who were even then just disappearing from my then all was still.
horizon down the steep bank toward the river's dry I must have been mistaken. My friend was not
bed. I approached the edge of the bank. a man of family; there was iot a woman within


(From the Spanish.)


A SERPENT saw an eagle gain,
On soaring wing, a mountain height,
And envied him, and crawled with pain
To where he saw the bird alight.
So fickle fortune oftentimes
Befriends the cunning and the base,
And oft the groveling reptile climbs
Up to the eagle's lofty place.



S I' Twas at a little min- Where could I wait?
I- w t -m :ci ing camp in the Cali- O, anywhere; down with them on the river-bar,
fornia Sierras that he where they were working, if I liked! Or I could
first dawned upon me make myself at home in any of those cabins that I
in all his grotesque found lying round loose. Or, perhaps it would be
; sweetness. cooler and pleasanter for me in my friend's cabin
I had arrived early on the hill. Did I see those three large sugar-
-, in the morning, but pines? And, a little to the right, a canvas roof
not in time to inter- and chimney over the bushes? Well, that was my
Sept the friend who friend's,-that was Dick Sylvester's cabin. I could
was the object of my stake my horse in that little hollow, and just hang
S visit. He had gone round there till he came. I would find some books
prospecting,"-so in the shanty; I could amuse myself with them.
they told me on the Or I could play with the baby.
river-and would not Do what?
probably return until But they had already gone. I leaned over the
late in the afternoon. They could not say what bank and called after their vanishing figures:
direction he had taken; they could not suggest "What did you say I could do?"
that I would be likely to find him if I followed. The answer floated slowly up on the hot, sluggish
But it was the general opinion that I had better air:
wait. Pla-a-y with the ba-by."
I looked around me. I was standing upon the The lazy echoes took it up and tossed it languidly
bank of the river; and, apparently, the only other from hill to hill, until Bald Mountain opposite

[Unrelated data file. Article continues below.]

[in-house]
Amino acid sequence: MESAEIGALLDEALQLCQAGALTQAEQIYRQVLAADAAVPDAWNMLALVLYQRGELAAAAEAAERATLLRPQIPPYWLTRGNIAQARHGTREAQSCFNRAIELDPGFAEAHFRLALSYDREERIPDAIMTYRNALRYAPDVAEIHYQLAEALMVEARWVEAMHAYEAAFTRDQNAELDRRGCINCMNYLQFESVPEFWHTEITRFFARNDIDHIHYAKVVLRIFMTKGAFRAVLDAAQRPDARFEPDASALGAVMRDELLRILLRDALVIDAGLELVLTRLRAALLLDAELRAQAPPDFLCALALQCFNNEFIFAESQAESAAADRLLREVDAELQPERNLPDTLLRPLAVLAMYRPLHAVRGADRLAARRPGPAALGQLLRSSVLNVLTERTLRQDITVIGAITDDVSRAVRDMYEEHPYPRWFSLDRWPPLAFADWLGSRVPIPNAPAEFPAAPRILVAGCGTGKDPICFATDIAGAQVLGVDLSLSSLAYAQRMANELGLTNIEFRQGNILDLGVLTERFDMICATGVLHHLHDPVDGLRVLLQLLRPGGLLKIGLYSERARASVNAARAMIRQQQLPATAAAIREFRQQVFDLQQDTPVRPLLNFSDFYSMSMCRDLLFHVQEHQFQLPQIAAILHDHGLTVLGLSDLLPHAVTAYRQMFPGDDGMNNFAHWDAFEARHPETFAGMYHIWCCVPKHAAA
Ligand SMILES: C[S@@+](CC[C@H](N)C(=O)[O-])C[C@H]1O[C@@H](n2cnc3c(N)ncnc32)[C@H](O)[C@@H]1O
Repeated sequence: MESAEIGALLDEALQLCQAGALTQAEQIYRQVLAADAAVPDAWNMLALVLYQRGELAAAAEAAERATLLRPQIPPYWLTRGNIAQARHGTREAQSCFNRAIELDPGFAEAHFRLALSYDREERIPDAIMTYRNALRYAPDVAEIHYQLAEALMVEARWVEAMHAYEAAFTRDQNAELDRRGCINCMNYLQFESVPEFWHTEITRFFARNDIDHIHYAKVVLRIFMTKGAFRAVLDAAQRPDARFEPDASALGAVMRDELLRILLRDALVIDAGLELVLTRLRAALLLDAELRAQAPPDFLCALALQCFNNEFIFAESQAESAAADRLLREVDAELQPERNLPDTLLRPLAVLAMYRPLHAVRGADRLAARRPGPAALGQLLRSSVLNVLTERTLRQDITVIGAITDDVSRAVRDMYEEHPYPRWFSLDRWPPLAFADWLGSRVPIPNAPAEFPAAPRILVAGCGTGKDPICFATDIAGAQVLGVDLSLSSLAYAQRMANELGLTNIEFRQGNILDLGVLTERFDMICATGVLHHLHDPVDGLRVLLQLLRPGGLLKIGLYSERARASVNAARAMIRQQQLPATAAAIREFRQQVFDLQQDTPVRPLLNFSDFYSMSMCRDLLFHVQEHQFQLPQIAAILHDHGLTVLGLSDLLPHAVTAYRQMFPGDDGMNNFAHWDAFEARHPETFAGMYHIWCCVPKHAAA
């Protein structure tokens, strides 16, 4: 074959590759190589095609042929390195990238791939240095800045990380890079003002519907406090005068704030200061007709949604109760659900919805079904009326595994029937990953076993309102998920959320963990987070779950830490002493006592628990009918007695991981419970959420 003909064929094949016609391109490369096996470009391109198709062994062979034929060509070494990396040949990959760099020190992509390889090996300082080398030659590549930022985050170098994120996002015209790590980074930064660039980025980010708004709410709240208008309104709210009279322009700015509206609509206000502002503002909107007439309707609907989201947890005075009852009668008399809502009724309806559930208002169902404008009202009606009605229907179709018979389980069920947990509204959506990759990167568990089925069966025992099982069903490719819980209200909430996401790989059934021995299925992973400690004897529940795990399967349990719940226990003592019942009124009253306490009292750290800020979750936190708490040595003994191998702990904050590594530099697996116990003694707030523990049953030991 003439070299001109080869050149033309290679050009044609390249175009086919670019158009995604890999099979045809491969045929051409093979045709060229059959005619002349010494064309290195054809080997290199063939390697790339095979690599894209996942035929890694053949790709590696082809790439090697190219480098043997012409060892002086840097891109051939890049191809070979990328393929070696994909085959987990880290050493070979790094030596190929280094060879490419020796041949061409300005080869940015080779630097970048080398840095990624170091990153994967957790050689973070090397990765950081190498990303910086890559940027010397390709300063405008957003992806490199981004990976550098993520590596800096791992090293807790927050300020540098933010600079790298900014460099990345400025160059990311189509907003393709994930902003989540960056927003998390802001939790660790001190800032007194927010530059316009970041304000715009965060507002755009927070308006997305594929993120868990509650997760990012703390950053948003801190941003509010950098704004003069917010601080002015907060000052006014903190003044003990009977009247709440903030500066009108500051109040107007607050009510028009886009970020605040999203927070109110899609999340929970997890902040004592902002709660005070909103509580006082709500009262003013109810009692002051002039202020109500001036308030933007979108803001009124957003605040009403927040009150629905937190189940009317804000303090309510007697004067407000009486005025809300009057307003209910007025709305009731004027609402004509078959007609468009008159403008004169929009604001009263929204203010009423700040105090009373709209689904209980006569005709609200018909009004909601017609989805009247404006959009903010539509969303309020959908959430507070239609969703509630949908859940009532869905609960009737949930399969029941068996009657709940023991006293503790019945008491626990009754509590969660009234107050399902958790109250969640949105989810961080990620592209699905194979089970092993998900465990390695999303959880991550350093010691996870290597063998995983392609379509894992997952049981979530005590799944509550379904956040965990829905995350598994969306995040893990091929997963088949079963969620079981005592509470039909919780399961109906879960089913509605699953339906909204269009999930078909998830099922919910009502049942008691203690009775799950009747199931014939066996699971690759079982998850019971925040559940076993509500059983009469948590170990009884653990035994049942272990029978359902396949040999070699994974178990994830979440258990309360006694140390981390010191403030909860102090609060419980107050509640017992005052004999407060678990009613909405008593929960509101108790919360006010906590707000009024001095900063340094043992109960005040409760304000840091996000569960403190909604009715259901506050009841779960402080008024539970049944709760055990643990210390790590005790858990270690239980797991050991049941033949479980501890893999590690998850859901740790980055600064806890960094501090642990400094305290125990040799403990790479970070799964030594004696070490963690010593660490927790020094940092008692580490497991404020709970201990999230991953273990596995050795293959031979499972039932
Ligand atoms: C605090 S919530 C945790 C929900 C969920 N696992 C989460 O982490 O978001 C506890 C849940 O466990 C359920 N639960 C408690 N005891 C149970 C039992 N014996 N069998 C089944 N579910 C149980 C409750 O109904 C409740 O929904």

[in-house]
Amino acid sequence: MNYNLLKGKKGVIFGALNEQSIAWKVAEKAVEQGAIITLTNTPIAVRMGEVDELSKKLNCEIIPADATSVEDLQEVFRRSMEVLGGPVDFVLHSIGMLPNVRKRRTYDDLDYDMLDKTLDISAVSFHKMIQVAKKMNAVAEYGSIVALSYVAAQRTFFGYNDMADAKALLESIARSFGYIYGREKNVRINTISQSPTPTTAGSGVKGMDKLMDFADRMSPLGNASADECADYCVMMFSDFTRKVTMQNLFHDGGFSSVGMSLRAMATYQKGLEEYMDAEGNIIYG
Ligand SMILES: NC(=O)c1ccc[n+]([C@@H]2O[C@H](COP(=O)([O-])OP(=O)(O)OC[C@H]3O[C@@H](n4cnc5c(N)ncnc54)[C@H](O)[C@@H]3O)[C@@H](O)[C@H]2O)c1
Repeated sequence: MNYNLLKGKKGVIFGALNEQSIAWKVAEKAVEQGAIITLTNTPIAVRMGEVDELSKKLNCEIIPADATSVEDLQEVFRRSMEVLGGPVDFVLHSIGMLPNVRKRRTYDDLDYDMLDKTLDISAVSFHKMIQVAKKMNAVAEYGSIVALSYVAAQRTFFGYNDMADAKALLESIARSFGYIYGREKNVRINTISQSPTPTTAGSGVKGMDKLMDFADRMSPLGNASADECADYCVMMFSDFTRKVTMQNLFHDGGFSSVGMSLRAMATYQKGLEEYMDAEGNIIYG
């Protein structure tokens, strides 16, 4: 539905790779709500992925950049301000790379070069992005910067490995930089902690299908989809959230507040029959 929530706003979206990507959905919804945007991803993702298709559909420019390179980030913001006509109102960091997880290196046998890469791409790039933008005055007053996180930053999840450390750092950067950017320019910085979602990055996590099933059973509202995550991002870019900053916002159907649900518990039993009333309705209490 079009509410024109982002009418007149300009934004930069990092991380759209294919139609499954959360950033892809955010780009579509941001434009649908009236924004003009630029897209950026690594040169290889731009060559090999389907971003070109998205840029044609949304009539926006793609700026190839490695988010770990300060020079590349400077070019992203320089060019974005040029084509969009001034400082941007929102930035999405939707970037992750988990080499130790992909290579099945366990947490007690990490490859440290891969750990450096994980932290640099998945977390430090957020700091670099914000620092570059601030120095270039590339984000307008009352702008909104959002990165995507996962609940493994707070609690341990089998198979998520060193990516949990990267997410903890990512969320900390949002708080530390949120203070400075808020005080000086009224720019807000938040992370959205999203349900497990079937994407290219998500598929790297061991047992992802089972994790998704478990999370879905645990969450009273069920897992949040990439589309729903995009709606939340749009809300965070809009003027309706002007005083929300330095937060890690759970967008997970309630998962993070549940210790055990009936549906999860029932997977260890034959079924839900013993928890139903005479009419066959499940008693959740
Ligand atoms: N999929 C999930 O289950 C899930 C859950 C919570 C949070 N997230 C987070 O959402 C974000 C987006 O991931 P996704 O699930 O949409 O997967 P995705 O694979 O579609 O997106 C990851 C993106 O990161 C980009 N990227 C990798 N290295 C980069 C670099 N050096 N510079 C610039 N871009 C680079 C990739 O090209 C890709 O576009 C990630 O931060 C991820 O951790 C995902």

human beings in the world were my interlocutors, made some incoherent remark about the baby, and
who were even then just disappearing from my then all was still.
horizon down the steep bank toward the river's dry I must have been mistaken. My friend was not
bed. I approached the edge of the bank. a man of family; there was iot a woman within

1874.] BABY SYLVESTER. 507

forty miles of the river camp; he never was so dence of my friend's taste and refinement in the
passionately devoted to children as to import a hearth swept scrupulously clean, in the picturesque
luxury so expensive. I must have been mistaken, arrangement of the fur skins that covered the floor
I turned my horse's head toward the hill. As and furniture, and the striped serdfe* lying on the
we slowly climbed the narrow trail, the little settle- wooden couch. Here were the walls fancifully
ment might have been some exhumed Pompeian papered with illustrations from the London News;
suburb, so deserted and silent were its habitations, here was the wood-cut portrait of Mr. Emerson
The open doors plainly disclosed each rudely- over the chimney, quaintly framed with blue jays'
furnished interior,-the rough pine table, with the wings; here were his few favorite books on the
scant equipage of the morning meal still standing; swinging shelf; and here, lying upon the couch,
the wooden bunk, with its tumbled and disheveled the latest copy of Punch. Dear Dick The flour-
blankets. A golden lizard-the very genius of sack was sometimes empty, but the gentle satirist
desolate stillness-had stopped breathless upon the seldom missed his weekly visit.
threshold of one cabin; a squirrel peeped impu- I threw myself on the couch and tried to read.
dently into the window of another; a woodpecker, But I soon exhausted my interest in my friend's
with the general flavor of undertaking which dis- library, and lay there staring through the open
tinguishes that bird, withheld his sepulchral ham- door on the green hillside beyond. The breeze
mer from the coffin-lid of the roof on which he was again sprang up, and a delicious coolness, mixed
professionally engaged, as we passed. For a mo- with the rare incense of the woods, stole through
ment, I half-regretted that I had not accepted the the cabin. The slumbrous droning of bumble-bees
invitation to the river-bed; but, the next moment, outside the canvas roof, the faint cawing of rooks
a breeze swept up the long, dark caiion, and the wait- on the opposite mountain, and the fatigue of my
ing files of the pines beyond bent toward me in morning ride, began to droop my eyelids. I pulled
salutation. I think my horse understood as well as the serdfe over me, as a precaution against the
myself that it was the cabins that made the solitude freshening mountain breeze, and in a few moments
human, and therefore unbearable, for he quickened was asleep.
his pace, and with a gentle trot brought me to the I do not remember how long I slept. I must
edge of the wood and the three pines that stood have been conscious, however, during my slumber,
like videttes before the Sylvester outpost. of my inability to keep myself covered by the serafe,
Unsaddling my horse in the little hollow, I un- for I awoke once or twice, clutching it with a des-